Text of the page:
Bison Tri Tip Roast

1 review
$65.00

Bison Tri Tip Roast Overview

• Each Tri-Tip is around 2-3 lbs.
• Tender, great for slow cooking

Description

Experience deliciously tender slow cooked bison with the Bison Tri-Tip!

The Tri-Tip comes from the bottom tip of the sirloin, making this a good quality, steak like roast. Slow cook it to rare or medium rare for best results! A mild, bison flavor with the perfect amount of fat!

Contains: 1 Bison Tri Tip Roast (weights vary, approximately 2-3 lbs.)

Cooking Instructions

Suggested Cooking: Sear the outside of the roast on the grill for about 5 minutes on each side. Then put it in the oven at 225 for 2 hours with a half stick of butter on top and cover with tin foil.

Frequently asked questions

How will my meat ship?

Orders ship in styrofoam coolers with dry ice. Orders ship Mondays - Wednesdays (depending on your location) via FedEx. Click here for more information on our shipping policy.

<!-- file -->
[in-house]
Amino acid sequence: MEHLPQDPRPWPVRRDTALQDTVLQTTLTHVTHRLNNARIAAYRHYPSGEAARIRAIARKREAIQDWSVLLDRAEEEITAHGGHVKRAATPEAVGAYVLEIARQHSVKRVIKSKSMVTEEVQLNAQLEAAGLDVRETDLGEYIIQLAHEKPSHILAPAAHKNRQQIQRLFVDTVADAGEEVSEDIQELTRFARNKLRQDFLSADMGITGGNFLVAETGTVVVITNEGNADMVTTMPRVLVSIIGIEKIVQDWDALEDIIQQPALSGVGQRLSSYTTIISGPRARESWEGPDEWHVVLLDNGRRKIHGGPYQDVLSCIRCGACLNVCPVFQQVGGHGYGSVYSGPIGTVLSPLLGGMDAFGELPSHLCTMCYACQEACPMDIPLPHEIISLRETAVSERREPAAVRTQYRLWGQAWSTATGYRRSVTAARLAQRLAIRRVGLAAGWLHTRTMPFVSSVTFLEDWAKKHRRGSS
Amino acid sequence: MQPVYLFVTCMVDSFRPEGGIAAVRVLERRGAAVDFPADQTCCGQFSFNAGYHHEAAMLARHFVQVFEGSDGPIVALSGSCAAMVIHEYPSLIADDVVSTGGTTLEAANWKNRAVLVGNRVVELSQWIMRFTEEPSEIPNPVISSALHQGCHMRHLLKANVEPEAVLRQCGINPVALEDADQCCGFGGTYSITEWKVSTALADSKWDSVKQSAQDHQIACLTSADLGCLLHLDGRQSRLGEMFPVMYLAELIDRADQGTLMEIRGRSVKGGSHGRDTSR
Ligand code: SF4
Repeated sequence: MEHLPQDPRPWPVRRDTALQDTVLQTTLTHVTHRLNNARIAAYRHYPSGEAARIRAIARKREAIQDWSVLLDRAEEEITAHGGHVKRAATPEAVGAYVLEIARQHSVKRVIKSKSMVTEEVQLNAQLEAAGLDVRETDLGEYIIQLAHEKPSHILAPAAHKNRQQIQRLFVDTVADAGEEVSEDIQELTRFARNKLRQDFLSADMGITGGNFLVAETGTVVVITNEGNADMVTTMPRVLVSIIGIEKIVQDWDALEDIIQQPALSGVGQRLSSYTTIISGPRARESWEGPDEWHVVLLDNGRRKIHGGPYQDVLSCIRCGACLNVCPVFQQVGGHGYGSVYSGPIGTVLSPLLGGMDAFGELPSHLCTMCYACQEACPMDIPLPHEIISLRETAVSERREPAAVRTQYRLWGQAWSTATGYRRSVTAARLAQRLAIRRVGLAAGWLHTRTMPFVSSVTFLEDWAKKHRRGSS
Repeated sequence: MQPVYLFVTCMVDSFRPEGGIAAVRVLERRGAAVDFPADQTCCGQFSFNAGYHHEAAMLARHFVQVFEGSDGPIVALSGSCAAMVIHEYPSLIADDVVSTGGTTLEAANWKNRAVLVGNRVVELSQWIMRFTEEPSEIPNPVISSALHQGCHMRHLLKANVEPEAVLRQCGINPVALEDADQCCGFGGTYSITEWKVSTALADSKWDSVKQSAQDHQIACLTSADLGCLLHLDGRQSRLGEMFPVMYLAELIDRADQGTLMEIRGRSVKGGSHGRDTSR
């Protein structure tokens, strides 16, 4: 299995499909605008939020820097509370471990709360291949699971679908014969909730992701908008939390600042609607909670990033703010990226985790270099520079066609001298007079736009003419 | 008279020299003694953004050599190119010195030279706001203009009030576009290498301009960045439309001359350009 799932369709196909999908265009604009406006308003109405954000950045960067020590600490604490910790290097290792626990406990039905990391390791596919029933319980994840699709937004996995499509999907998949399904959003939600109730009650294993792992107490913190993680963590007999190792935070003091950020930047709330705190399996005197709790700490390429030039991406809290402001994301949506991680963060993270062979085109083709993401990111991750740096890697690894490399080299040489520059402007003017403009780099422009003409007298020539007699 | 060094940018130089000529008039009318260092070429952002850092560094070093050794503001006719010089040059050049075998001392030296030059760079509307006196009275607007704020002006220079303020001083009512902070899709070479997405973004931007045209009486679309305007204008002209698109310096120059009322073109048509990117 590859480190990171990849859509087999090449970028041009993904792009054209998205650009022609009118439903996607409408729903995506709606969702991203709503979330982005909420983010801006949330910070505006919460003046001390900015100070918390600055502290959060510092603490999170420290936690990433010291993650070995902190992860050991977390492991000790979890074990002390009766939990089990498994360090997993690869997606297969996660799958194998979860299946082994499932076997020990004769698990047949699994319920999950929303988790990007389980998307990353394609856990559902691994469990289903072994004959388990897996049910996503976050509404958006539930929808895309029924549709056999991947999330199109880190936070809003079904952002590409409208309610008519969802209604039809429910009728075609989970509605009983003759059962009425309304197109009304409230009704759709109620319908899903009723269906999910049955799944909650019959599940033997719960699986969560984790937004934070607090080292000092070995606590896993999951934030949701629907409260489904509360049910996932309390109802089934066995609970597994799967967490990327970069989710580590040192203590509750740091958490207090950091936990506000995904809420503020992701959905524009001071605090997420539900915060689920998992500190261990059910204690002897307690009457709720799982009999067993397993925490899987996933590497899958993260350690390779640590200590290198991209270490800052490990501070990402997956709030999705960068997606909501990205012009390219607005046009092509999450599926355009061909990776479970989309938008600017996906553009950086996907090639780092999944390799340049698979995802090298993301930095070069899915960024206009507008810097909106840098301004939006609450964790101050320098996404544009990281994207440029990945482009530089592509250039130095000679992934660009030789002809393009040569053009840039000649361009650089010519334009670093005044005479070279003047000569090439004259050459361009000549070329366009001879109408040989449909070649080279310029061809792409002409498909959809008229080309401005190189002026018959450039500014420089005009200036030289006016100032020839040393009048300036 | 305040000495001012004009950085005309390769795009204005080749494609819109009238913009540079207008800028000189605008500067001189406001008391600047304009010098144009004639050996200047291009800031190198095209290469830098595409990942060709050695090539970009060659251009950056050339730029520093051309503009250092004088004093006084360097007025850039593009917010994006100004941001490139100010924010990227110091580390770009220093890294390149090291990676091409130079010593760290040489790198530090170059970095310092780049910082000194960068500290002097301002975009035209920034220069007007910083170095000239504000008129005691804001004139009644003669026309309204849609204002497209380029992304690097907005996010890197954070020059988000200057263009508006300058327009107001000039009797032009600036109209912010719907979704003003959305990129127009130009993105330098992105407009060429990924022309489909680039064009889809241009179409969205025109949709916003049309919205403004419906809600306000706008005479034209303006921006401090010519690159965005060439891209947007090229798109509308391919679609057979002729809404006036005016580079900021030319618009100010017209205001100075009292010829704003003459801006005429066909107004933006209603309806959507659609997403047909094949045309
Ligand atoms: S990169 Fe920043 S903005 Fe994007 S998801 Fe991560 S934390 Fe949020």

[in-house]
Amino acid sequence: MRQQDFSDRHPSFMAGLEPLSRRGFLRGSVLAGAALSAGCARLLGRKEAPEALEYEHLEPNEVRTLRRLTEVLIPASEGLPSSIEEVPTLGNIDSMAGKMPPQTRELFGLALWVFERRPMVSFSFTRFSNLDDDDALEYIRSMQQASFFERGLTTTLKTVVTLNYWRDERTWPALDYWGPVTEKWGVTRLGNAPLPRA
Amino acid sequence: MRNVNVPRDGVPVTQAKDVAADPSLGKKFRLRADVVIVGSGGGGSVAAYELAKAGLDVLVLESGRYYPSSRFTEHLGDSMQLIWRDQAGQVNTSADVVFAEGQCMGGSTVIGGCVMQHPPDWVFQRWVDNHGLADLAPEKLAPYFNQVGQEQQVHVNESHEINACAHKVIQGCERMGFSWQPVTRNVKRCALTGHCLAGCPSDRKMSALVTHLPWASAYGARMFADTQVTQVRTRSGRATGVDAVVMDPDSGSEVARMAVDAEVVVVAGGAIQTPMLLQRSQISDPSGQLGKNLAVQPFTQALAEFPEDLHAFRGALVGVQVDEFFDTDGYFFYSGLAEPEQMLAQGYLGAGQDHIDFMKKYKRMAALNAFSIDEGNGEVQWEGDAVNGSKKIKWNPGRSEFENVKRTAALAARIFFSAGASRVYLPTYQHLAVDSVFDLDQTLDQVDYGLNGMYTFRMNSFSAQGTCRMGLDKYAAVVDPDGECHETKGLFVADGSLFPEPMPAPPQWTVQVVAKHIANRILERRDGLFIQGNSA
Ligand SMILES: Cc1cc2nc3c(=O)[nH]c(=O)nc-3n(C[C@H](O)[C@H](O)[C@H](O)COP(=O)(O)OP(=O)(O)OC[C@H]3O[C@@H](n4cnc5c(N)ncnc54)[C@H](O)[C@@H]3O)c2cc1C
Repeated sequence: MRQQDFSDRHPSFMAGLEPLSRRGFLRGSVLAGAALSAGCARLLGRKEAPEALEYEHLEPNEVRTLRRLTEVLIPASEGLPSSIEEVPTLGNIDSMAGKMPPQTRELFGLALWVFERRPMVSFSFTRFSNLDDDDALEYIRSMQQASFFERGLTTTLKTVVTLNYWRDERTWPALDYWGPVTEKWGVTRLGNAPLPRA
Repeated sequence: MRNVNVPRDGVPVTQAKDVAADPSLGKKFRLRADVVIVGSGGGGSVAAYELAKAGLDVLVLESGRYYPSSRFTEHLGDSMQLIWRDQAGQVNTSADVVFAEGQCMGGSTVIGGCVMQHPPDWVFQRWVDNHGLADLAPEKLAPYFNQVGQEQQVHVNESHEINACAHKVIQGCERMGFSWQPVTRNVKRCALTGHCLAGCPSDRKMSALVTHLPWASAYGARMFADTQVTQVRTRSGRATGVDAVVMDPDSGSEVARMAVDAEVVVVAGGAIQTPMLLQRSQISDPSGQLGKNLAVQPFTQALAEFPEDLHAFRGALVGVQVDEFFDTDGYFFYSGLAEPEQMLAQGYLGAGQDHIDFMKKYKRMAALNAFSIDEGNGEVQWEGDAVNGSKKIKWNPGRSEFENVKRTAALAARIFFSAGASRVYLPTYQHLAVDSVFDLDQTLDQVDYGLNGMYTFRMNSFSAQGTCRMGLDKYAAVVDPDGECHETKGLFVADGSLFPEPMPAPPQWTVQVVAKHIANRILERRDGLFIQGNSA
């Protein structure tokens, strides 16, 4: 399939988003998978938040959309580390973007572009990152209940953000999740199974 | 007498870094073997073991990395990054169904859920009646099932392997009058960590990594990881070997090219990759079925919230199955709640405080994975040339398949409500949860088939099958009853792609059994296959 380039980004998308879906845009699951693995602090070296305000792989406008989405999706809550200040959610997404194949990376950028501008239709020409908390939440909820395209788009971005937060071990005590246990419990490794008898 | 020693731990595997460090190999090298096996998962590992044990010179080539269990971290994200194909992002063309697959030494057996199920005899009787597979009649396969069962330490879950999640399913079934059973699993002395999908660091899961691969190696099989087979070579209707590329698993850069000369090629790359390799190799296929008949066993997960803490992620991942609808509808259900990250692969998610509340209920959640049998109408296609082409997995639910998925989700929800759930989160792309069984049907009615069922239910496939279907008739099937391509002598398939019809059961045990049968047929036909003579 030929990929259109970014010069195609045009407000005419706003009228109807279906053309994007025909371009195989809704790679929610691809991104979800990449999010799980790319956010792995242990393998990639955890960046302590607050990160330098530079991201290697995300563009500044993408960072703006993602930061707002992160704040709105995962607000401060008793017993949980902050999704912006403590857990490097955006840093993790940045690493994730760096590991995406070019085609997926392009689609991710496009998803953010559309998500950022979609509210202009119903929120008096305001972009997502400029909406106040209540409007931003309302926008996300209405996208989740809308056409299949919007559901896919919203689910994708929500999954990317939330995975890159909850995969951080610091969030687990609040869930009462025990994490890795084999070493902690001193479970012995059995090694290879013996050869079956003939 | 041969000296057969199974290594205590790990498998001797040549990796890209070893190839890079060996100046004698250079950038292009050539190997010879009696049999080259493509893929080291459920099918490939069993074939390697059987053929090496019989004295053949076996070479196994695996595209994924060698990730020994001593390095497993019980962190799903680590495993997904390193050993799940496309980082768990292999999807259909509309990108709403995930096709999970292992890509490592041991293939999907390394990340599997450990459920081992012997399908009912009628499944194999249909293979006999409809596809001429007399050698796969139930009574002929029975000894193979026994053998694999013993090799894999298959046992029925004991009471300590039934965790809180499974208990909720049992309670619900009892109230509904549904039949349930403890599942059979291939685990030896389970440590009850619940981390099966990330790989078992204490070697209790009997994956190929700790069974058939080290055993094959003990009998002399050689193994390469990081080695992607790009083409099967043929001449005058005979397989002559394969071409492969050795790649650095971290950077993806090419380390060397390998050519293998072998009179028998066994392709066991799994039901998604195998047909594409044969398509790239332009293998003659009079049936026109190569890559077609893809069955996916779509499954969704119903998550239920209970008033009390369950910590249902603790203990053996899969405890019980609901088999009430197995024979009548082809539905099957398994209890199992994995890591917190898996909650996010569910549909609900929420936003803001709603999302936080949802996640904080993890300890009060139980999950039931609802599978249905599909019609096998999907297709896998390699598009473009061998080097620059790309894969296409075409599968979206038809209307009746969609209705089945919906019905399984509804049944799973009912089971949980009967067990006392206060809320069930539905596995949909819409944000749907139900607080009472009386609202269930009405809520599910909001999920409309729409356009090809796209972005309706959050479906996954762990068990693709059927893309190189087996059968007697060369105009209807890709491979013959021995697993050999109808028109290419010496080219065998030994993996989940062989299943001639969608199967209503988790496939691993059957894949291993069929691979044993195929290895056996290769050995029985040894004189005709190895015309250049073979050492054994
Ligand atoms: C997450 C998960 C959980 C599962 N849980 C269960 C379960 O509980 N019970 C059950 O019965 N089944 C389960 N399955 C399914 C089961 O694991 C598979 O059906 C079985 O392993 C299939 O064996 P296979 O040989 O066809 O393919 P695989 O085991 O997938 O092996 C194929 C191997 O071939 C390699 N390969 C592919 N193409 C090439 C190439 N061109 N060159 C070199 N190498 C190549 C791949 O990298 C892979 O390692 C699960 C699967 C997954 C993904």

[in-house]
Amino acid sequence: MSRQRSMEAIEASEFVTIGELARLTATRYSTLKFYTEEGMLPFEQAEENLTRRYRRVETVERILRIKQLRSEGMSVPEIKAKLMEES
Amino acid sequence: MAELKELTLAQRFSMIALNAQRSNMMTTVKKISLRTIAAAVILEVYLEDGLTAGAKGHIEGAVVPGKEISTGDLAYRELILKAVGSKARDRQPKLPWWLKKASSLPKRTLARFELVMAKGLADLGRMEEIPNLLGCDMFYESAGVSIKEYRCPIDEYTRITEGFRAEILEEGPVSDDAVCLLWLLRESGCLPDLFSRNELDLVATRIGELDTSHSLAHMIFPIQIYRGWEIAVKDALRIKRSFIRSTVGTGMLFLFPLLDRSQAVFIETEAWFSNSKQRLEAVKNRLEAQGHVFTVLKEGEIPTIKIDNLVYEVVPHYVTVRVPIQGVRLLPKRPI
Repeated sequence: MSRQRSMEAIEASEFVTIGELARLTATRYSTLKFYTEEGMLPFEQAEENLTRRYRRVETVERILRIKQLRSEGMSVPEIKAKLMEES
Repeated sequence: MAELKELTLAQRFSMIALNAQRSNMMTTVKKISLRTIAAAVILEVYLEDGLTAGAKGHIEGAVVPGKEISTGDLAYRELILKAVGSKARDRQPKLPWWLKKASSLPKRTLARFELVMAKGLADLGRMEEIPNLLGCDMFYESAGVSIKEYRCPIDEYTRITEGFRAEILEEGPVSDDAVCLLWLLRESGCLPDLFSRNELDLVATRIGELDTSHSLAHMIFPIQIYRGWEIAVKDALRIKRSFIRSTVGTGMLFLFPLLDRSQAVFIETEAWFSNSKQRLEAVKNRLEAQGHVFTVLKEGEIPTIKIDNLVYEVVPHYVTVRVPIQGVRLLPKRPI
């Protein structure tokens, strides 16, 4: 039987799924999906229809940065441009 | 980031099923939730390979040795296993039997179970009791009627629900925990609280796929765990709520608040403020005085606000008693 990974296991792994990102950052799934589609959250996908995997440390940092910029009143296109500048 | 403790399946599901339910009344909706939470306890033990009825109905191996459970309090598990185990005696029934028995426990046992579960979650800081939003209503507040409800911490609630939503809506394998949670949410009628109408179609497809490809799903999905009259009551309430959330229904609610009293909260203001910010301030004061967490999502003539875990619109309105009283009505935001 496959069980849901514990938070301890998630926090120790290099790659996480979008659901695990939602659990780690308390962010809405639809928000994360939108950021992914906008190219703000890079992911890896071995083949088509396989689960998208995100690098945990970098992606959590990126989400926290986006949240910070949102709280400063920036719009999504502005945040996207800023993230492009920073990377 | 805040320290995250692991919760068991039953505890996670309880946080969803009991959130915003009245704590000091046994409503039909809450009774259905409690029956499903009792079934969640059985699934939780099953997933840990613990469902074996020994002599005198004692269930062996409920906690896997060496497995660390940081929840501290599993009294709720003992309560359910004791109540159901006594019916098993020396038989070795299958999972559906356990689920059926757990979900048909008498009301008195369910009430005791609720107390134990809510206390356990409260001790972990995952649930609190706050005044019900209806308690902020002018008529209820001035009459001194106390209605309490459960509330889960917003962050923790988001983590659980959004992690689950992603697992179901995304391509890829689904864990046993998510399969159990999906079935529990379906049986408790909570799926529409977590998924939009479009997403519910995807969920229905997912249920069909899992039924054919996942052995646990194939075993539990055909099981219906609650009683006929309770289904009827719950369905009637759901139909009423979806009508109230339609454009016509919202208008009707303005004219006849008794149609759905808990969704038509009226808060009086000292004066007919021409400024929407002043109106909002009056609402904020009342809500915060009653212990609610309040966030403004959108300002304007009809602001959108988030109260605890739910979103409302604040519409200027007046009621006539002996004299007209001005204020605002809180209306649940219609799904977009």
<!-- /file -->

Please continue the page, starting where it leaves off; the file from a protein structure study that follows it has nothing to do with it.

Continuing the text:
How is the meat packaged?

Most items are individually vacuum sealed and placed in boxes before being added to a styrofoam cooler for shipping.

What does bison meat taste like?

Bison has a rich, clean and slightly sweet flavor. You'll notice a difference from your first bite! Bison has a deep red color -- and a lot less marbling, but remains incredibly tender!

Our responsibly ranch raised philosophy and the freedom of our animals to graze and roam freely ensures that our meat is of superior quality which you will notice in taste and appearance.

How do I cook bison meat?

Bison meat is much leaner than most other meats, so it's important to take care while cooking.

We recommend cooking bison meat low and slow to ensure tender and flavorful meat.

When cooking bison steaks, we recommend not cooking past medium doneness.

For recipes and cooking tips, visit our cooking section.

What is the difference between bison and buffalo?

The American Bison is the proper name for the animal that early western settlers referred to as "buffalo".

However, because the word "buffalo" is so ingrained in our language and culture, it is generally considered acceptable to use "buffalo" and "bison" interchangeably in North America.